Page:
Bond investors, rattled by WeWork’s inability to pull off a high-profile initial public offering this week, are getting gloomy about the office-space company’s outstanding debt.
The real-estate venture’s $669 million of sub-investment-grade corporate bonds plunged to an all-time low of 82 cents on the dollar in trading Thursday, according to MarketAxess data, after reaching a high of 104.5 cents on the dollar ahead of its planned IPO.
Yields, which move in the opposite direction as prices, have jumped to about 12% from about 7.8% in April 2018, when the company first issued its sought-after bonds.
“There has been a lot of skepticism of their business,” said Dave Battilega, a co-portfolio manager at Three Peaks Capital Management in Colorado. “The bonds did rally when they filed the S-1 saying they were going public, but that also brought to light potential problems with their business model and access to capital.”
It’s been a tough week at WeWork. Its parent, We Co., officially cancelled its IPO on Monday. The next day, Fitch Ratings downgraded WeWork’s bonds two notches to CCC+, pointing to the company’s heavy cash-burn and “precarious liquidity position” due to its canceled IPO.
Fitch thinks WeWork has about four quarters of liquidity left, based on its recent cash-burn, the $2.5 billion of unrestricted cash on hand as of June 30, and SoftBank’s expected contribution of $1.7 billion next year.
Initially, WeWork’s plan was to raise at least $3 billion through the IPO, $4 billion through the sale of additional bonds and up to $2 billion in letters of credit, per Fitch.
But concerns already were swirling in the run-up to WeWork’s anticipated Nasdaq listing due to its high losses, lofty $47 billion private valuation and the management of its controversial co-founder, Adam Neumann, who stepped down last month.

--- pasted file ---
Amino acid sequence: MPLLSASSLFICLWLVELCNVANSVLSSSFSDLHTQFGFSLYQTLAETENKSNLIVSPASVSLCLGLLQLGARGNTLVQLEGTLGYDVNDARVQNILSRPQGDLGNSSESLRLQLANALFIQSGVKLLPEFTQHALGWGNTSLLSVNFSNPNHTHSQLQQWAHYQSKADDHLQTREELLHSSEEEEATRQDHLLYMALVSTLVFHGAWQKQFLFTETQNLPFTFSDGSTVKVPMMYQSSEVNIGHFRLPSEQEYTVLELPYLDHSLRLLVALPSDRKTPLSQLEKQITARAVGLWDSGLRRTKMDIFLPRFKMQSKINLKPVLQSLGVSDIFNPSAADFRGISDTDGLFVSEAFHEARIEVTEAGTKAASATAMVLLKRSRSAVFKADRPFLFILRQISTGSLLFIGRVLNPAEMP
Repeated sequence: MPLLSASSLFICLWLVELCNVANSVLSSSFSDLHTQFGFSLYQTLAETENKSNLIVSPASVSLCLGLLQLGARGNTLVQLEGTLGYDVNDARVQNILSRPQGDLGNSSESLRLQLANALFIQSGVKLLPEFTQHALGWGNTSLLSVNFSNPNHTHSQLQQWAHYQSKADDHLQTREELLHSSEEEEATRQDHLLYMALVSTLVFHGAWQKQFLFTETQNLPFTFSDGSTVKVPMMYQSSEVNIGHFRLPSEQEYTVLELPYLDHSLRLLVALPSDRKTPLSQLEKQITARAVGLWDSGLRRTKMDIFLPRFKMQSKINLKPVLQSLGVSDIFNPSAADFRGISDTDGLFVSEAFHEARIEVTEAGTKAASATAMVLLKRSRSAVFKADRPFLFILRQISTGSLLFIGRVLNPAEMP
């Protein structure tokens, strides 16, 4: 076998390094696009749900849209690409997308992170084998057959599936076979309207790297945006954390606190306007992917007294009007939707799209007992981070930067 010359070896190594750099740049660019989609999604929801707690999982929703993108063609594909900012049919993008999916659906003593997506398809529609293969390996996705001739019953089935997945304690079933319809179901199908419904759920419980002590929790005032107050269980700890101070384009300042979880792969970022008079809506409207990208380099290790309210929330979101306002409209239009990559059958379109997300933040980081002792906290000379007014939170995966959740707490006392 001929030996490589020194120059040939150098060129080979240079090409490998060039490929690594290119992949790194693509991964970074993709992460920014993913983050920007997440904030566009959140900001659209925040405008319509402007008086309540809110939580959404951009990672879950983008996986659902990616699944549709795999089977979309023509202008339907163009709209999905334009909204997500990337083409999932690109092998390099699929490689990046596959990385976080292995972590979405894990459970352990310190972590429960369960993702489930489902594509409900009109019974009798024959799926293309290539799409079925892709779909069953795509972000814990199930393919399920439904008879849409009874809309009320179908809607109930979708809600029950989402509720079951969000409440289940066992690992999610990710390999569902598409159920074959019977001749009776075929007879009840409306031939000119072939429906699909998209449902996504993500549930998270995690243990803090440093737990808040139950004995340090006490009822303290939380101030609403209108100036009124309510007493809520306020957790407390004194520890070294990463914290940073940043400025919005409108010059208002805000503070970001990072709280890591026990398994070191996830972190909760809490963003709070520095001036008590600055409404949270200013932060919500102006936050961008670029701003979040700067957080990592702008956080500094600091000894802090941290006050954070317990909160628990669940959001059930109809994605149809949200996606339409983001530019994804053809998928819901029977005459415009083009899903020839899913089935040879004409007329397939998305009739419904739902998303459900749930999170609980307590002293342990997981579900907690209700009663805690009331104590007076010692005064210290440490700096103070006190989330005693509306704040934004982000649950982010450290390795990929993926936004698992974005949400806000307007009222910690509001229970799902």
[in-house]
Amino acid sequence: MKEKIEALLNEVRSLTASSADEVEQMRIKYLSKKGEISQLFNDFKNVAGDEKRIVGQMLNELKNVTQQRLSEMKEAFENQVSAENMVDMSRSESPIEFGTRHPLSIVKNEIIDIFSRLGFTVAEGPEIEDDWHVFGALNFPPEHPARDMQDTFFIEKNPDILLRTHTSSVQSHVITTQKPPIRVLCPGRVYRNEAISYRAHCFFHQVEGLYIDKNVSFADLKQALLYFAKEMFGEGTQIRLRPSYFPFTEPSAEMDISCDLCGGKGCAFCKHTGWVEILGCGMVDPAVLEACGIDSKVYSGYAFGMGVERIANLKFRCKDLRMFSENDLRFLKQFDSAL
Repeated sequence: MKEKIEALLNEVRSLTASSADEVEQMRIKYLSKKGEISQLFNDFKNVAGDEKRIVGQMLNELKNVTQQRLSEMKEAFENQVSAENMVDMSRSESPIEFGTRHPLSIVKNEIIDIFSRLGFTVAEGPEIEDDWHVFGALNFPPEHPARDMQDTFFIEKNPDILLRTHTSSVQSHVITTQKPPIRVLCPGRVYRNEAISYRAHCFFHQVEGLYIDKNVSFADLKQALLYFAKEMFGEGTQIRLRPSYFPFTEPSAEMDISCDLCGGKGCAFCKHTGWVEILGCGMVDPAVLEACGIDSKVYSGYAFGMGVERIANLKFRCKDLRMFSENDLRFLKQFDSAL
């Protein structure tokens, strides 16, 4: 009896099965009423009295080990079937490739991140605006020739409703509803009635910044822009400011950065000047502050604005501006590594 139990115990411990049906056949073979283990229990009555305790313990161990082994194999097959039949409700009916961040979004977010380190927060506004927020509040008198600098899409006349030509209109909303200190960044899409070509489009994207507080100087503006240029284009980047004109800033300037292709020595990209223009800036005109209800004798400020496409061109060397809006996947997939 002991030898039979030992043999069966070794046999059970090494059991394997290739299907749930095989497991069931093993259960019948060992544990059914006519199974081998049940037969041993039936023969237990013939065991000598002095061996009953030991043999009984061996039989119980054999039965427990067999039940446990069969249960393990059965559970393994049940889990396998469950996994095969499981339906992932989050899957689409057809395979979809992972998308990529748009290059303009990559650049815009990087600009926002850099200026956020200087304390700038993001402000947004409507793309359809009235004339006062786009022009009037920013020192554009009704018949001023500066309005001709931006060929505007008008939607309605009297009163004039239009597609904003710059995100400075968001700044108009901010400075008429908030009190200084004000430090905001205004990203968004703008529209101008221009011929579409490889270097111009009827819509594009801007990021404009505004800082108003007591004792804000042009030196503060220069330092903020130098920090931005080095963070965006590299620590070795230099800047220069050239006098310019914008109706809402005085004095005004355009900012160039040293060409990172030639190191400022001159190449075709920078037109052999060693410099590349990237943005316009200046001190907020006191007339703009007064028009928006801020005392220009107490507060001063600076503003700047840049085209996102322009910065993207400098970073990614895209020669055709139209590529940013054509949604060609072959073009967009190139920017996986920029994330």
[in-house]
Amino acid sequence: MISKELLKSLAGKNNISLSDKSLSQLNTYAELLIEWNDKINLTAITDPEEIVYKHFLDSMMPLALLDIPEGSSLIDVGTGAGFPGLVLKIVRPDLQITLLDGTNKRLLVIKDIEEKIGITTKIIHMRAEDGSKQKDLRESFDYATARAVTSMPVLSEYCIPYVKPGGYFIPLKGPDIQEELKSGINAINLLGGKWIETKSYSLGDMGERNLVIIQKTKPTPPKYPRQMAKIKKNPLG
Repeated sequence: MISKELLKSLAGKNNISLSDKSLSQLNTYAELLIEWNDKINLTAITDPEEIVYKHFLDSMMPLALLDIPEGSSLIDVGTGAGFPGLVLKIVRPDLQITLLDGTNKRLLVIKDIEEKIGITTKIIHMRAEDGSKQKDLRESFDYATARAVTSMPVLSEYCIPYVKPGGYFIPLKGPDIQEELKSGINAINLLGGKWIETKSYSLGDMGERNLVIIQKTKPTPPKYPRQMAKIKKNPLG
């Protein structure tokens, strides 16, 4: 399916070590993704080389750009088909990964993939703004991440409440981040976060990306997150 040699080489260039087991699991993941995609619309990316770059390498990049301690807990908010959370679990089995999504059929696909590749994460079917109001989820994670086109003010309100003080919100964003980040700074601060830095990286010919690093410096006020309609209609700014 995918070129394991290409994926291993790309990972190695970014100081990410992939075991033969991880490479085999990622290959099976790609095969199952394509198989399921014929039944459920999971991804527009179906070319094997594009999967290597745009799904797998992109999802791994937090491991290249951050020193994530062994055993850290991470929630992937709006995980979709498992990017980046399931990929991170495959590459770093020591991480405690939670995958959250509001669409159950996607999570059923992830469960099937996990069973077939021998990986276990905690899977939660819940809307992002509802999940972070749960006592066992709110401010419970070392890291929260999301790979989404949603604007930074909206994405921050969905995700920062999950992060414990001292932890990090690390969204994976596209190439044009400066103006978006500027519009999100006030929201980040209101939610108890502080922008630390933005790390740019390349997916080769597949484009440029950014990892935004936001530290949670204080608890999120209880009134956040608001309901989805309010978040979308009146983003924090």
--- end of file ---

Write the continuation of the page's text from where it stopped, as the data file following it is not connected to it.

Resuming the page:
Incoming co-CEOs Artie Minson and Sebastian Gunningham have since vowed to cut costs and focus on the company’s core business. On Thursday, Business Insider reported that WeWork plans to lay off up to 25% of its workforce.
Still, top brass will need to steer a loss-making company with $50 billion of long-term leases on properties in 111 cities in 29 countries, with no track record of operating outside of a booming U.S economy.
“If we have a recession, or a bit of a dramatic downturn, their business models is unproven,” said Jason Callan, head of structured assets at Columbia Threadneedle, in an interview.
New economic data this week put fears of a looming U.S. recession back into focus. Stocks closed higher Thursday, but not before the Dow Jones Industrial Average DJIA, +0.47% and S&P 500 index SPX, +0.80% recorded their worst start to a quarter since the 2008 financial crisis.
Callan’s biggest concern is what happens to office-property markets in New York and London, where WeWork made its biggest splash and which could be hurt if the company pulls back on its prolific leasing activities.
“The reality is their growth rate going forward is going to be dramatically different,” he said.
WeWork did not respond to a request for comment.